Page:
Predistribution: wages and unions (extract from Economics in Two Lessons)

Over the fold, an extract from my book-in-very slow-progress, Economics in Two Lessons. I’m getting closer to a complete draft, and I plan, Real Soon Now, to post the material so far in a more accessible form. But for the moment, I’ll toss up an extract which is, I hope, largely self-sufficient. Encouragement is welcome, constructive criticism even more so.

The book is aimed at a US audience (if it goes well, an Australian edition will follow, as with Zombie Economics). So, there are US-specific institutional points, but the general argument is applicable more broadly.

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What do Australian economists think about policy?

Jan Libich of La Trobe University has a new book out called Real-World Economic Policy: Insights from Leading Australian Economists. Each chapter has a fairly accessible introduction to an economic policy issue, along with an interview with an Australian economist: examples include Bob Gregory, Andrew Leigh and Warwick McKibbin. It’s useful both as an intro text and to get a bit of insight into how some of our leading economists think about the issues facing Australia.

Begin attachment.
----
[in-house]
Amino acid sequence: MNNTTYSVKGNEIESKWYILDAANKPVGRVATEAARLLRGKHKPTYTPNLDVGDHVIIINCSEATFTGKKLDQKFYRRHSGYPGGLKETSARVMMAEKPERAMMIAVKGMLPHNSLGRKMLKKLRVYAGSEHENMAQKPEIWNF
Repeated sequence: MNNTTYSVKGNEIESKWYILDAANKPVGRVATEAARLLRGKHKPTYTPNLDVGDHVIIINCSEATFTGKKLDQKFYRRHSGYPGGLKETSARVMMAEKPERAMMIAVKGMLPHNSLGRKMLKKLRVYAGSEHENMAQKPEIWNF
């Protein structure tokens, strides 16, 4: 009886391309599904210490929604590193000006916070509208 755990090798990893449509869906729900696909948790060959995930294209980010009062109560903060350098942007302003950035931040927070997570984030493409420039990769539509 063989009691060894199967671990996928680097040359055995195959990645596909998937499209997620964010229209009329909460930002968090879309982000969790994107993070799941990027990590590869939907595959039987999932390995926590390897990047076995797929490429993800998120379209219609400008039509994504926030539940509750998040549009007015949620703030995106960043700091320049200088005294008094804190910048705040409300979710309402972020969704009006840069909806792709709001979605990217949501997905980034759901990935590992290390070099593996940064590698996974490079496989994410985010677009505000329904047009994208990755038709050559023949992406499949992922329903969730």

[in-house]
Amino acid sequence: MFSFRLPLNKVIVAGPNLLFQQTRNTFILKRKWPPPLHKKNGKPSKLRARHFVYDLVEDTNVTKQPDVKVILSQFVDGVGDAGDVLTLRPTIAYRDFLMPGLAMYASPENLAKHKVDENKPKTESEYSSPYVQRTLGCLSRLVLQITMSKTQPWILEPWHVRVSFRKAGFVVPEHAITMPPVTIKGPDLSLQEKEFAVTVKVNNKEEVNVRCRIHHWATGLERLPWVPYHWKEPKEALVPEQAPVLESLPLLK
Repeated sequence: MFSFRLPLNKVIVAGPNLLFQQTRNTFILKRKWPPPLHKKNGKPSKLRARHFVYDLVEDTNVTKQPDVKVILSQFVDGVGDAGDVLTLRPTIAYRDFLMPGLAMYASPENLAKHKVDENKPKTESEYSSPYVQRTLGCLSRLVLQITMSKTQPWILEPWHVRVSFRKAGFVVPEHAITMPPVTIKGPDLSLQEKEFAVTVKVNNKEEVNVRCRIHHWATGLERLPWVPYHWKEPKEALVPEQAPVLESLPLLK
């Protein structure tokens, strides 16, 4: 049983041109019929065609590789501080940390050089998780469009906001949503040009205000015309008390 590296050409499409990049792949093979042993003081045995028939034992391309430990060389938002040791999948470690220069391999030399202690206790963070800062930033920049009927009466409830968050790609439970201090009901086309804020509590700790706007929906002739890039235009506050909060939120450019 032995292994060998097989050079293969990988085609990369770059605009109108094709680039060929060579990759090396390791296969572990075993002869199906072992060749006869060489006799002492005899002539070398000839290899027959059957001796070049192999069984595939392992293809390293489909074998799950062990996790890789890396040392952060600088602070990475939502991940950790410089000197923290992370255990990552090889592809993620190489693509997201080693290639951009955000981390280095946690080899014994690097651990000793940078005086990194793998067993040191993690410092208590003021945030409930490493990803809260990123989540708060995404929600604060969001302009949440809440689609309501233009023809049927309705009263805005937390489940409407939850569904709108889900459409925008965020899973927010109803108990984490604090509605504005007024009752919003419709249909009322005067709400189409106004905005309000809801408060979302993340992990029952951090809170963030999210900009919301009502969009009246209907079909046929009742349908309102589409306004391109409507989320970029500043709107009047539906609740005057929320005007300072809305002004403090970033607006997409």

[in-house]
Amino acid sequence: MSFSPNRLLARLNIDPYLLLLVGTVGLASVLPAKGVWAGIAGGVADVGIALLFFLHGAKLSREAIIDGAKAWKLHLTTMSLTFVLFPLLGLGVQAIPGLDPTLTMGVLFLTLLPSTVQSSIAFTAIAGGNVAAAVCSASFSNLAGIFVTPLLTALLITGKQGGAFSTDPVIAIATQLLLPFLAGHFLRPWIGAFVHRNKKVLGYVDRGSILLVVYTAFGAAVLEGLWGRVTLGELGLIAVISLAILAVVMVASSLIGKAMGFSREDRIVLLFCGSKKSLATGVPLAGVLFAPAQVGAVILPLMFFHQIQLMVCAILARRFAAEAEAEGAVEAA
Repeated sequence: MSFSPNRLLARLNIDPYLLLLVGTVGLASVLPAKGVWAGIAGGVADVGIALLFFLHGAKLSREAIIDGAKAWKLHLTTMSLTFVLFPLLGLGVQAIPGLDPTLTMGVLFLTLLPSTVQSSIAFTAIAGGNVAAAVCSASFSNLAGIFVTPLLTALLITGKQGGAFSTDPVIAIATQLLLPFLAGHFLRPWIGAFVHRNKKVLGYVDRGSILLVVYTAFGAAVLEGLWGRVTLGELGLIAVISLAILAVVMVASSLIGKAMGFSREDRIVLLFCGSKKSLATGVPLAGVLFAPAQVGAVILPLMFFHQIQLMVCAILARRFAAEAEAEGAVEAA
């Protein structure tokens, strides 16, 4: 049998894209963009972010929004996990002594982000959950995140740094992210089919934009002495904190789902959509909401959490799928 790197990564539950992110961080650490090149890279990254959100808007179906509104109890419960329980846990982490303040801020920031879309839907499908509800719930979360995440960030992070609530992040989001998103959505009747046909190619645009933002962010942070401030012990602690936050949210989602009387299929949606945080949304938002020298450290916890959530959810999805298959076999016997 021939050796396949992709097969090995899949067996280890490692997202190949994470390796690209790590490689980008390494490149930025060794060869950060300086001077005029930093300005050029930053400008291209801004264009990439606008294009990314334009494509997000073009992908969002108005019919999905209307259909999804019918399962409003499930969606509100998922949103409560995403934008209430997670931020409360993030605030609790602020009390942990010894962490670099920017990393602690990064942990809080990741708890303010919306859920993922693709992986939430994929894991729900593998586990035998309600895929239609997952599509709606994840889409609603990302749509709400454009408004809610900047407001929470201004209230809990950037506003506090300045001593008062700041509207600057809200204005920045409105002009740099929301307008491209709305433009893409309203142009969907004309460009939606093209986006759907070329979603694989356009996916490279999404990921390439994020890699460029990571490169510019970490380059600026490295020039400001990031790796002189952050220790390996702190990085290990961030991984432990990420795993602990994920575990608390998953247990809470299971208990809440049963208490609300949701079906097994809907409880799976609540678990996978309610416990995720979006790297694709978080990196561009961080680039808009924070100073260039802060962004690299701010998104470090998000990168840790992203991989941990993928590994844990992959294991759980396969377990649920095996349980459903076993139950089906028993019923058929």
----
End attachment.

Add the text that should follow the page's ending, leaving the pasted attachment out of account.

Defending Australian institutions

The (presumably) forthcoming double dissolution will raise many issues. But most of them can be summed up as the defence of Australian institutions that have been under attack by radical extremists. I’m referring to such institutions as the ABC, CSIRO, the weekend, public education, the union movement, the fair go and our natural environment. Mention of any of these is enough to raise a derisive sneer from the radical rightwing apparatus that dominates much of Australian politics, most obviously the supporters of Tony Abbott who (ludicrously) call themselves “conservatives”. Turnbull promised something better but he is campaigning against all the institutions I’ve mentioned. It’s time to tell those who want to undermine our way of life in the name of free market ideology and rightwing tribalism where they should get off.

Anzac Day, 101 years on …